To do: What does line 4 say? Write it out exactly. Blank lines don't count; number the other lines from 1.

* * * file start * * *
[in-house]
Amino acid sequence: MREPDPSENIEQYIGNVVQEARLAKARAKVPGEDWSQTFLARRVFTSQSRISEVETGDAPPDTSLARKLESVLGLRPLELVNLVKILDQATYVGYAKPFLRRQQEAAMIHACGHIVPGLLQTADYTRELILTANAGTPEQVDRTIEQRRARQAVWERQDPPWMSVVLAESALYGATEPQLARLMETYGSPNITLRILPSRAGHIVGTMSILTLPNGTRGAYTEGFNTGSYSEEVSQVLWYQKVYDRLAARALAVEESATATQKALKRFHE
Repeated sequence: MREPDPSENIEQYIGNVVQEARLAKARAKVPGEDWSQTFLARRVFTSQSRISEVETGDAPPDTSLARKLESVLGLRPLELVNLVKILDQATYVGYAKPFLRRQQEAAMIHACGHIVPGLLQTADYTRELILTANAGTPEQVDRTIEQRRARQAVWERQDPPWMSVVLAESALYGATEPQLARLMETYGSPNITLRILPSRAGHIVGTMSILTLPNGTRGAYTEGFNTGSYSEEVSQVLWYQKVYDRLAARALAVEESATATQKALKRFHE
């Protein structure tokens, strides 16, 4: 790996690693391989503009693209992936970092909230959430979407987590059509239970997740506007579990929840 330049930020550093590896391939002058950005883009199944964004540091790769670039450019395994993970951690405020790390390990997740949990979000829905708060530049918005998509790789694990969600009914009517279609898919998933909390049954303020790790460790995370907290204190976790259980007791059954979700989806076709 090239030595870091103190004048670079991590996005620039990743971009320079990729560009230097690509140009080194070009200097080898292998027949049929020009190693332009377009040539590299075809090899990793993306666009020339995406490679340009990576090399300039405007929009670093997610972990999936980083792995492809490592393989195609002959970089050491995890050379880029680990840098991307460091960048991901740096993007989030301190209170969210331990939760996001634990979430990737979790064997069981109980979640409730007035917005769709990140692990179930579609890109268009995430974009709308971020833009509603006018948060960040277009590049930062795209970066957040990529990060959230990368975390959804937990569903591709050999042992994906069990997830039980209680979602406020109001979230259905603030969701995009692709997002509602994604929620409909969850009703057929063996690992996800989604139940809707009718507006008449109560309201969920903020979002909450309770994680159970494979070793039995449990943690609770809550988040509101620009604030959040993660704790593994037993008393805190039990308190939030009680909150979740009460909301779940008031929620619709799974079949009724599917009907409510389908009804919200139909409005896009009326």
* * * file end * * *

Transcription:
């Protein structure tokens, strides 16, 4: 790996690693391989503009693209992936970092909230959430979407987590059509239970997740506007579990929840 330049930020550093590896391939002058950005883009199944964004540091790769670039450019395994993970951690405020790390390990997740949990979000829905708060530049918005998509790789694990969600009914009517279609898919998933909390049954303020790790460790995370907290204190976790259980007791059954979700989806076709 090239030595870091103190004048670079991590996005620039990743971009320079990729560009230097690509140009080194070009200097080898292998027949049929020009190693332009377009040539590299075809090899990793993306666009020339995406490679340009990576090399300039405007929009670093997610972990999936980083792995492809490592393989195609002959970089050491995890050379880029680990840098991307460091960048991901740096993007989030301190209170969210331990939760996001634990979430990737979790064997069981109980979640409730007035917005769709990140692990179930579609890109268009995430974009709308971020833009509603006018948060960040277009590049930062795209970066957040990529990060959230990368975390959804937990569903591709050999042992994906069990997830039980209680979602406020109001979230259905603030969701995009692709997002509602994604929620409909969850009703057929063996690992996800989604139940809707009718507006008449109560309201969920903020979002909450309770994680159970494979070793039995449990943690609770809550988040509101620009604030959040993660704790593994037993008393805190039990308190939030009680909150979740009460909301779940008031929620619709799974079949009724599917009907409510389908009804919200139909409005896009009326």